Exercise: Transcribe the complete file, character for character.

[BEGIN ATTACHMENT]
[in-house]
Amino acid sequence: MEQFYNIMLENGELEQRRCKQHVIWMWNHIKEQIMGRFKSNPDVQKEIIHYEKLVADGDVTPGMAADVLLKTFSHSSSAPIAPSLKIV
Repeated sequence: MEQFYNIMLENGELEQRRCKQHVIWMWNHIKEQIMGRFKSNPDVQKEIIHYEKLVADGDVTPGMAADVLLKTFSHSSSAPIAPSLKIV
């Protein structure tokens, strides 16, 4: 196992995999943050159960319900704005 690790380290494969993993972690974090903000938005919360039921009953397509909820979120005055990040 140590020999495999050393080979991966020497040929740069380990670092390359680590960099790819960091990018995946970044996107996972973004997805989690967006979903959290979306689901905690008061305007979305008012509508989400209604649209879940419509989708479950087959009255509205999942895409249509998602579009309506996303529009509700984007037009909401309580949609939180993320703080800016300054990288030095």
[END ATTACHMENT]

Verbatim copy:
[in-house]
Amino acid sequence: MEQFYNIMLENGELEQRRCKQHVIWMWNHIKEQIMGRFKSNPDVQKEIIHYEKLVADGDVTPGMAADVLLKTFSHSSSAPIAPSLKIV
Repeated sequence: MEQFYNIMLENGELEQRRCKQHVIWMWNHIKEQIMGRFKSNPDVQKEIIHYEKLVADGDVTPGMAADVLLKTFSHSSSAPIAPSLKIV
């Protein structure tokens, strides 16, 4: 196992995999943050159960319900704005 690790380290494969993993972690974090903000938005919360039921009953397509909820979120005055990040 140590020999495999050393080979991966020497040929740069380990670092390359680590960099790819960091990018995946970044996107996972973004997805989690967006979903959290979306689901905690008061305007979305008012509508989400209604649209879940419509989708479950087959009255509205999942895409249509998602579009309506996303529009509700984007037009909401309580949609939180993320703080800016300054990288030095």